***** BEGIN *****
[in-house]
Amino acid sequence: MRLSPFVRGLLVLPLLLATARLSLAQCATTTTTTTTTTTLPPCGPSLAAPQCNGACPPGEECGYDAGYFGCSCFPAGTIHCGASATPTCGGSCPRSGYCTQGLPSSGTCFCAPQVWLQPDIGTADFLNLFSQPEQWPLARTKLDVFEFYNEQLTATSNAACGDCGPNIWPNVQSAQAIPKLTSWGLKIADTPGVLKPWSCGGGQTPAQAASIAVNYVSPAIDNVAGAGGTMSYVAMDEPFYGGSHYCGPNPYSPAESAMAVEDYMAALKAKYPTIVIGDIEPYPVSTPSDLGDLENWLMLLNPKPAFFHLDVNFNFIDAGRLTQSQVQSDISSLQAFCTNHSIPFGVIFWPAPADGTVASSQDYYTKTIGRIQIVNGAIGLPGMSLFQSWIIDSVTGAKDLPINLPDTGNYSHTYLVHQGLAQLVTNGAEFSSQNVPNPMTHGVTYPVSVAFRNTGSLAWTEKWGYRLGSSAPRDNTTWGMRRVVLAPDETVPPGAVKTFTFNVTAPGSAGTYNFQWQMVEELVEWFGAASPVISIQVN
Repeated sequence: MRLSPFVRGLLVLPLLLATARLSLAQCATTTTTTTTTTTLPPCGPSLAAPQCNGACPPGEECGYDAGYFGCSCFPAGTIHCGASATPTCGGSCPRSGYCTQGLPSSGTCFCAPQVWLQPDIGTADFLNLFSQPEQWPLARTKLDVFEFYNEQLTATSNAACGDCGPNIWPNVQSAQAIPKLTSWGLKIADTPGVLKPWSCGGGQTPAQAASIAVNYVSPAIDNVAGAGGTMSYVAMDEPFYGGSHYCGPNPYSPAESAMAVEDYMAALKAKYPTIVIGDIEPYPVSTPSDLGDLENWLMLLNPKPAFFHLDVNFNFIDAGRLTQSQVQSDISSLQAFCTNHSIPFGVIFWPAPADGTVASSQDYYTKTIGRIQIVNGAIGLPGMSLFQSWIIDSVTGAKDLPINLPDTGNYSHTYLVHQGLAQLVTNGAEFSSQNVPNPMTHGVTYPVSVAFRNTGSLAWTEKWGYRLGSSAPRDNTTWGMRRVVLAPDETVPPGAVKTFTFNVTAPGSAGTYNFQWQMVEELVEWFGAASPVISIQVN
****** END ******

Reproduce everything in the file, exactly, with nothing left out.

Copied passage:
[in-house]
Amino acid sequence: MRLSPFVRGLLVLPLLLATARLSLAQCATTTTTTTTTTTLPPCGPSLAAPQCNGACPPGEECGYDAGYFGCSCFPAGTIHCGASATPTCGGSCPRSGYCTQGLPSSGTCFCAPQVWLQPDIGTADFLNLFSQPEQWPLARTKLDVFEFYNEQLTATSNAACGDCGPNIWPNVQSAQAIPKLTSWGLKIADTPGVLKPWSCGGGQTPAQAASIAVNYVSPAIDNVAGAGGTMSYVAMDEPFYGGSHYCGPNPYSPAESAMAVEDYMAALKAKYPTIVIGDIEPYPVSTPSDLGDLENWLMLLNPKPAFFHLDVNFNFIDAGRLTQSQVQSDISSLQAFCTNHSIPFGVIFWPAPADGTVASSQDYYTKTIGRIQIVNGAIGLPGMSLFQSWIIDSVTGAKDLPINLPDTGNYSHTYLVHQGLAQLVTNGAEFSSQNVPNPMTHGVTYPVSVAFRNTGSLAWTEKWGYRLGSSAPRDNTTWGMRRVVLAPDETVPPGAVKTFTFNVTAPGSAGTYNFQWQMVEELVEWFGAASPVISIQVN
Repeated sequence: MRLSPFVRGLLVLPLLLATARLSLAQCATTTTTTTTTTTLPPCGPSLAAPQCNGACPPGEECGYDAGYFGCSCFPAGTIHCGASATPTCGGSCPRSGYCTQGLPSSGTCFCAPQVWLQPDIGTADFLNLFSQPEQWPLARTKLDVFEFYNEQLTATSNAACGDCGPNIWPNVQSAQAIPKLTSWGLKIADTPGVLKPWSCGGGQTPAQAASIAVNYVSPAIDNVAGAGGTMSYVAMDEPFYGGSHYCGPNPYSPAESAMAVEDYMAALKAKYPTIVIGDIEPYPVSTPSDLGDLENWLMLLNPKPAFFHLDVNFNFIDAGRLTQSQVQSDISSLQAFCTNHSIPFGVIFWPAPADGTVASSQDYYTKTIGRIQIVNGAIGLPGMSLFQSWIIDSVTGAKDLPINLPDTGNYSHTYLVHQGLAQLVTNGAEFSSQNVPNPMTHGVTYPVSVAFRNTGSLAWTEKWGYRLGSSAPRDNTTWGMRRVVLAPDETVPPGAVKTFTFNVTAPGSAGTYNFQWQMVEELVEWFGAASPVISIQVN